The widening income and wealth gaps between the top and bottom of western societies has now expanded to within the top 20% with a tiny 1% or less continuing to amass massive wealth partly due to the nature of current technological innovation and the wealth amassing power of worldwide markets and distribution channels .Thus not only is the bottom half of the population falling further behind the middle but even the middle is now being reduced to an inevitable emisseration . This will not change in Northern Ireland or the Republic or the UK or the USA until such time as this issue is tackled and resolved by the elected authorities .Failure to do so will inevitably lead to ‘blood ‘on the streets sooner or later 🙁 it always does !

  • UnderCover Big4

    Old Mortality – Some accountants/tax advisers are interested in politics and, more imortantly, policies for improving society’s lot (and yes there may be extra fees as well in the tax cut proposition – but what’s wrong with a win-win ?).

    I agree with acquifer that a corporation tax cut shouldn’t be the only club in the bag – but we’ve already got quite a few good clubs/advantages: education, infrastructure, legal/political system (yes, I did say advantage !), etc. – and some disadvantages: in particular, against the London region, distance from the market/consumers. Why can’t we demand a real competitive advantage – especially if we pay for it ?

    In terms of the requirement for a “comprehensive industrial strategy”, we’ve got DEL/DETI/Invest NI/Centre for Competitiveness and a whole host of other institutional “fob offs” that the UK government (and the NI local authority, sorry “Executive”) continue to appease us with.

    Cut the corporation tax rate, cut civil service wages (to stop stealing private sector talent and to pay for the tax cut – we don’t need to cut health and education, as trade unions would have us fear) – and sit back………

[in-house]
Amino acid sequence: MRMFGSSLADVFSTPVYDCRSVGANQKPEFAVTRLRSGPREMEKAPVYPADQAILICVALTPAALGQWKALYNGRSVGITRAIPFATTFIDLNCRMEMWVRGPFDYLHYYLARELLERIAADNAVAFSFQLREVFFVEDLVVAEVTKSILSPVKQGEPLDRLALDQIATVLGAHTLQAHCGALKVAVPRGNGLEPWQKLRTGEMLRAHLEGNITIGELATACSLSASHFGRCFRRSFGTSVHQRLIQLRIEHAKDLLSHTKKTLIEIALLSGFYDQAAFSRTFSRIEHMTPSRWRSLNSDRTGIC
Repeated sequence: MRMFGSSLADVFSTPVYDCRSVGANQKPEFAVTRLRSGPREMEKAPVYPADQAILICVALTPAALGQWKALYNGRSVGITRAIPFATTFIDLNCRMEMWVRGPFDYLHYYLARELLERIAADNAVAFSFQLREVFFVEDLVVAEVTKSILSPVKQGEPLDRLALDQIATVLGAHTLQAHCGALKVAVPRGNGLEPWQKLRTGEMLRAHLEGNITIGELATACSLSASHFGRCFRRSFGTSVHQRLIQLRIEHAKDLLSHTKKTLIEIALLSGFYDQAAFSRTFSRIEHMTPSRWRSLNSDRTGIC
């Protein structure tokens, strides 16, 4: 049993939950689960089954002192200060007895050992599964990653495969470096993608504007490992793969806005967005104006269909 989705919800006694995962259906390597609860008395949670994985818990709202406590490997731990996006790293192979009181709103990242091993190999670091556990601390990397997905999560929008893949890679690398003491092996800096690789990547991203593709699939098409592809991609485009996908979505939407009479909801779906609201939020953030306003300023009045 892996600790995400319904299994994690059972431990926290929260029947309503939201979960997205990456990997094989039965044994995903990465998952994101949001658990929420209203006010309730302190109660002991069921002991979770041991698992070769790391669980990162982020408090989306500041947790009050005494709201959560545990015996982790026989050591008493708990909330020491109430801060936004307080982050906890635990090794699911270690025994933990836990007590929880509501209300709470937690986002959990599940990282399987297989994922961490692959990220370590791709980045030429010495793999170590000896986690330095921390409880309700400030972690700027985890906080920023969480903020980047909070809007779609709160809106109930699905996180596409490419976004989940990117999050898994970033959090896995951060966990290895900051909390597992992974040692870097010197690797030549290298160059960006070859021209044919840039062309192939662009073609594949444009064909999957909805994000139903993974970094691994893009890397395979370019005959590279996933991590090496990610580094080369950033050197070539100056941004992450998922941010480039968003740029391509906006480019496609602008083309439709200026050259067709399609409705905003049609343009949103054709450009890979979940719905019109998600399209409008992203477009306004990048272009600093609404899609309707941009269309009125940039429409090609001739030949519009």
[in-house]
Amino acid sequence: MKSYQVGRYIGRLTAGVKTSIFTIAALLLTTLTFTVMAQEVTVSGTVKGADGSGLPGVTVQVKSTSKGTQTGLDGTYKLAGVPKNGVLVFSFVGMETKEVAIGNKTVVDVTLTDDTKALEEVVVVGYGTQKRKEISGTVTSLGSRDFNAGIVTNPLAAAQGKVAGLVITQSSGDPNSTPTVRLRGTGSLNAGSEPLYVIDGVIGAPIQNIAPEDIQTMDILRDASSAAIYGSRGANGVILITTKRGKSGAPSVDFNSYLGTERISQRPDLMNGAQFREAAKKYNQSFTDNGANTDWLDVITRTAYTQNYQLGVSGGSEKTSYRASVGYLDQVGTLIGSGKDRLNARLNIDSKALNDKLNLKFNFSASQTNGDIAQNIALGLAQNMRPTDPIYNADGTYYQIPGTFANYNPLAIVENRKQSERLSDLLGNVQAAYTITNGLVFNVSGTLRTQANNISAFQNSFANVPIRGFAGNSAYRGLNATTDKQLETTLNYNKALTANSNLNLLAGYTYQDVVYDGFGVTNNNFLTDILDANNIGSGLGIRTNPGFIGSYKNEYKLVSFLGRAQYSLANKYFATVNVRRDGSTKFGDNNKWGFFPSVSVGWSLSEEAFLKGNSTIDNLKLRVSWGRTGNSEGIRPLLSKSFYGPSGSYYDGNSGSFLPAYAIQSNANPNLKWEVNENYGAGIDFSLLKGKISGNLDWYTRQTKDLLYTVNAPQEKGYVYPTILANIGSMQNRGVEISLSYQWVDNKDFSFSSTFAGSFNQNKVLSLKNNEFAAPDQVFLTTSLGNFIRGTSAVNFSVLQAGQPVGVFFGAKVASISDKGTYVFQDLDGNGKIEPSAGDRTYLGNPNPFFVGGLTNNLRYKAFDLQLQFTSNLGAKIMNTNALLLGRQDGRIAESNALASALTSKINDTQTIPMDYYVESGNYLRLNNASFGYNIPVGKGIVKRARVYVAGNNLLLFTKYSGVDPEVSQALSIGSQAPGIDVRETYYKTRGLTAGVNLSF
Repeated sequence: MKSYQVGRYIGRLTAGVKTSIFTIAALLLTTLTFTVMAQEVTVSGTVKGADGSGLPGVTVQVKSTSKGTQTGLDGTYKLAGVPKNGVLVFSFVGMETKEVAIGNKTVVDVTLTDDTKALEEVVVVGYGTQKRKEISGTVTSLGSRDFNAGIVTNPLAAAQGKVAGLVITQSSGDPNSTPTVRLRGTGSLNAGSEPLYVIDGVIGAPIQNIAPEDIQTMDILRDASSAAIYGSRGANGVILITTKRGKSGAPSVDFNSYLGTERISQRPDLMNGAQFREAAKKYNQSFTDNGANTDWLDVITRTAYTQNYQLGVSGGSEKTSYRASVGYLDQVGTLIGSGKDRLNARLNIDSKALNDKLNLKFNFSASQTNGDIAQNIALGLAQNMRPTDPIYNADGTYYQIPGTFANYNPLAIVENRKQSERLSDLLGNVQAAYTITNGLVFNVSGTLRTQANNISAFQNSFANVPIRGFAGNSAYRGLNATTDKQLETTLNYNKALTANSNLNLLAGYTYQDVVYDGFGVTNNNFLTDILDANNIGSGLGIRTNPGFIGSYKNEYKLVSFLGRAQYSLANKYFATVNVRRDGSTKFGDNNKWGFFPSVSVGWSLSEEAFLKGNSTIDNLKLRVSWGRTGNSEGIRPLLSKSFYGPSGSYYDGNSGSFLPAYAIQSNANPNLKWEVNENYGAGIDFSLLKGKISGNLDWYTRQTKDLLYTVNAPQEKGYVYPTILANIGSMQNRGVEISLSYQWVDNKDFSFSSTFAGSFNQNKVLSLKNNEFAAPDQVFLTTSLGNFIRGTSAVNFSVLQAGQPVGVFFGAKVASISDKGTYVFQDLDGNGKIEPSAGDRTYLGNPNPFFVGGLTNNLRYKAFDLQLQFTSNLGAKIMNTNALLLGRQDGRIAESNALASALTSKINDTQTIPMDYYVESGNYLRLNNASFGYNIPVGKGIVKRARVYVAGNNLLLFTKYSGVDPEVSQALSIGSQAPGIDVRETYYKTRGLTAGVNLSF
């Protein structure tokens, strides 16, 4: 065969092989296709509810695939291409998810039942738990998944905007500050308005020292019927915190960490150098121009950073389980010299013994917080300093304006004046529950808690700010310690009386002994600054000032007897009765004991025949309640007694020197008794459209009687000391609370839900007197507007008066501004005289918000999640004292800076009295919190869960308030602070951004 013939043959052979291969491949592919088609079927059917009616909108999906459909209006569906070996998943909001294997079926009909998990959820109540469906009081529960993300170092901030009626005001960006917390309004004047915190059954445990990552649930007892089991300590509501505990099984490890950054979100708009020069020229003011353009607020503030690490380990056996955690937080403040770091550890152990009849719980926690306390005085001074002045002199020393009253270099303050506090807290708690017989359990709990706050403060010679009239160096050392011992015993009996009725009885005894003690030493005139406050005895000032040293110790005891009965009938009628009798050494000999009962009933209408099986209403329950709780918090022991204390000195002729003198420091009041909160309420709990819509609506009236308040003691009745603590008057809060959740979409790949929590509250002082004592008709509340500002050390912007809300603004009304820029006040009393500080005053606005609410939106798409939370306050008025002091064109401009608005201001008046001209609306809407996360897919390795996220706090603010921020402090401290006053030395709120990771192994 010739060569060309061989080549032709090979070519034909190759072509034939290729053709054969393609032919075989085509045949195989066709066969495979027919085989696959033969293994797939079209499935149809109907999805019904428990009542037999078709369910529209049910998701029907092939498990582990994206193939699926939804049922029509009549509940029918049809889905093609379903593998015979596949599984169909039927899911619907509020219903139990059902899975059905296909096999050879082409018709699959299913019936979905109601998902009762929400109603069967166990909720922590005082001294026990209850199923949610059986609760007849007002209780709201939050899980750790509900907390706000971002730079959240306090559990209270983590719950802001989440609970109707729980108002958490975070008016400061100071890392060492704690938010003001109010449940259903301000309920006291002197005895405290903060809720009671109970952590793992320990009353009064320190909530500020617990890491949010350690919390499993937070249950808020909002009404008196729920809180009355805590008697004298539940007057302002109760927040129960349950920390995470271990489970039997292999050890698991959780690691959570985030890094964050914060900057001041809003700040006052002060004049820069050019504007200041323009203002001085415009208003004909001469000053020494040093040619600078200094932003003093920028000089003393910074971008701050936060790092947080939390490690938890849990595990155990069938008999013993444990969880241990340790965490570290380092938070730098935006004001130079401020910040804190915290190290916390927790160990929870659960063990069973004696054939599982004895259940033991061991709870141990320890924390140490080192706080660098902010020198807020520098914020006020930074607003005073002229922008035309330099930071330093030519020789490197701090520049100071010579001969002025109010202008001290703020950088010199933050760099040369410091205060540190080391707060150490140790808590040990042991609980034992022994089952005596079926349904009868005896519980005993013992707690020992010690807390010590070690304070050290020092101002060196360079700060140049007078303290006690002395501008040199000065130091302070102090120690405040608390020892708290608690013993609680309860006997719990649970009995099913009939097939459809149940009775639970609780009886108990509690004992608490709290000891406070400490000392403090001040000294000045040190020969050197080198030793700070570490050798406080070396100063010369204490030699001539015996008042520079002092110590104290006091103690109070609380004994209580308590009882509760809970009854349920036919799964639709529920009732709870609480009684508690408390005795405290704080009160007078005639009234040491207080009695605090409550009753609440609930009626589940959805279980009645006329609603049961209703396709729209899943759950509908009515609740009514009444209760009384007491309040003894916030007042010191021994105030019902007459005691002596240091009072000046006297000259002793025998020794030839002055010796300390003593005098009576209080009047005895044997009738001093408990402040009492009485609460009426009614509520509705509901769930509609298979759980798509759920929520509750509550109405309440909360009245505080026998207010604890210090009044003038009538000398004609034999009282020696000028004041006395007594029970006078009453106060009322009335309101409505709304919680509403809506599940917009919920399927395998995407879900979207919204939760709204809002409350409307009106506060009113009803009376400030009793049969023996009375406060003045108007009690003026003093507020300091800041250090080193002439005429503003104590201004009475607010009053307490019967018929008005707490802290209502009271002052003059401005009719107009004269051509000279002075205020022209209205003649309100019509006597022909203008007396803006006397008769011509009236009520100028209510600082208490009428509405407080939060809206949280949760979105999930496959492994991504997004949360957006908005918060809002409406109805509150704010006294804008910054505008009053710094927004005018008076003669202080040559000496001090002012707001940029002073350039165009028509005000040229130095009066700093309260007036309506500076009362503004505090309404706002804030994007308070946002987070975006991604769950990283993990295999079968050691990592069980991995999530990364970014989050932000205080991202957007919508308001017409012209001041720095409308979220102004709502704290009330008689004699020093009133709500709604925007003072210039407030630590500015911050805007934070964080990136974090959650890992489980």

• Old Mortality


    ‘Cut the corporation tax rate, cut civil service wages (to stop stealing private sector talent and to pay for the tax cut – we don’t need to cut health and education, as trade unions would have us fear) – and sit back………’

    I entirely agree with you although I am sceptical as to the direct stimulative effect of lower corporation tax.
    The requirement to reduce public expenditure by a matching amount will be of much greater benefit if it is used to reduce pay rather than cut services. We have to make public sector employment much less attractive at all levels than it is currently.

  • ForkHandles

    aquifer, I’m fairly sure you are talking about the Republic of Ireland, so this phrase had me wetting myself

    “Its infrastructure is world class.”


    I lived in the ROI during the good years of the Celtic Tiger. The infrastructure hadn’t changed since the 50s and there was, and still is, much built infrastructure that must date back to the 1900s. In other words much of the ROIs infrastrucure hadn’t changed since it was part of the UK !
    Dual carrigeways and motorways and improved road infrastructure only arrived when the state had a bit of money in the late 90s. I remember the road from Dublin to the boarder was a winding potholed country road. occasionally it was wide enough for 2 lanes but there would be no painted lane markings so half the time you found you were driving in the hard shoulder. 3.5 hours Dublin to Belfast.